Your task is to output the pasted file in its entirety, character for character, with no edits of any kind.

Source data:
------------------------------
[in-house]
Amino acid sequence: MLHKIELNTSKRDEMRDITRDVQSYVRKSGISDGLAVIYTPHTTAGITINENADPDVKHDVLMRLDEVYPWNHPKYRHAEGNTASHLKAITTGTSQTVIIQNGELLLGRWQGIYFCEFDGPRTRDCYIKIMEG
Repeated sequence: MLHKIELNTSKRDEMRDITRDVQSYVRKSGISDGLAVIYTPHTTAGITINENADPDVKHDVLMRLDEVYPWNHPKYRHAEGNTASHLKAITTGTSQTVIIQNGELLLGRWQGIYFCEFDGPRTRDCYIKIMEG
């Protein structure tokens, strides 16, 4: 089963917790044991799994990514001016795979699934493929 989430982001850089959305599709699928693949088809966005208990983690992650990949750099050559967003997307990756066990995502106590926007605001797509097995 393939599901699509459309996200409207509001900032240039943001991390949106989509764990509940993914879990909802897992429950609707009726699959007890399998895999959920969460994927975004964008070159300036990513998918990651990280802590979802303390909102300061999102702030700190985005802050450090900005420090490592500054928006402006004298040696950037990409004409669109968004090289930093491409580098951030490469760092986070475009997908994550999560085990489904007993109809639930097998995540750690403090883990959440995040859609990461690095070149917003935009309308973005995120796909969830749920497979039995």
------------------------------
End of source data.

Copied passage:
[in-house]
Amino acid sequence: MLHKIELNTSKRDEMRDITRDVQSYVRKSGISDGLAVIYTPHTTAGITINENADPDVKHDVLMRLDEVYPWNHPKYRHAEGNTASHLKAITTGTSQTVIIQNGELLLGRWQGIYFCEFDGPRTRDCYIKIMEG
Repeated sequence: MLHKIELNTSKRDEMRDITRDVQSYVRKSGISDGLAVIYTPHTTAGITINENADPDVKHDVLMRLDEVYPWNHPKYRHAEGNTASHLKAITTGTSQTVIIQNGELLLGRWQGIYFCEFDGPRTRDCYIKIMEG
């Protein structure tokens, strides 16, 4: 089963917790044991799994990514001016795979699934493929 989430982001850089959305599709699928693949088809966005208990983690992650990949750099050559967003997307990756066990995502106590926007605001797509097995 393939599901699509459309996200409207509001900032240039943001991390949106989509764990509940993914879990909802897992429950609707009726699959007890399998895999959920969460994927975004964008070159300036990513998918990651990280802590979802303390909102300061999102702030700190985005802050450090900005420090490592500054928006402006004298040696950037990409004409669109968004090289930093491409580098951030490469760092986070475009997908994550999560085990489904007993109809639930097998995540750690403090883990959440995040859609990461690095070149917003935009309308973005995120796909969830749920497979039995």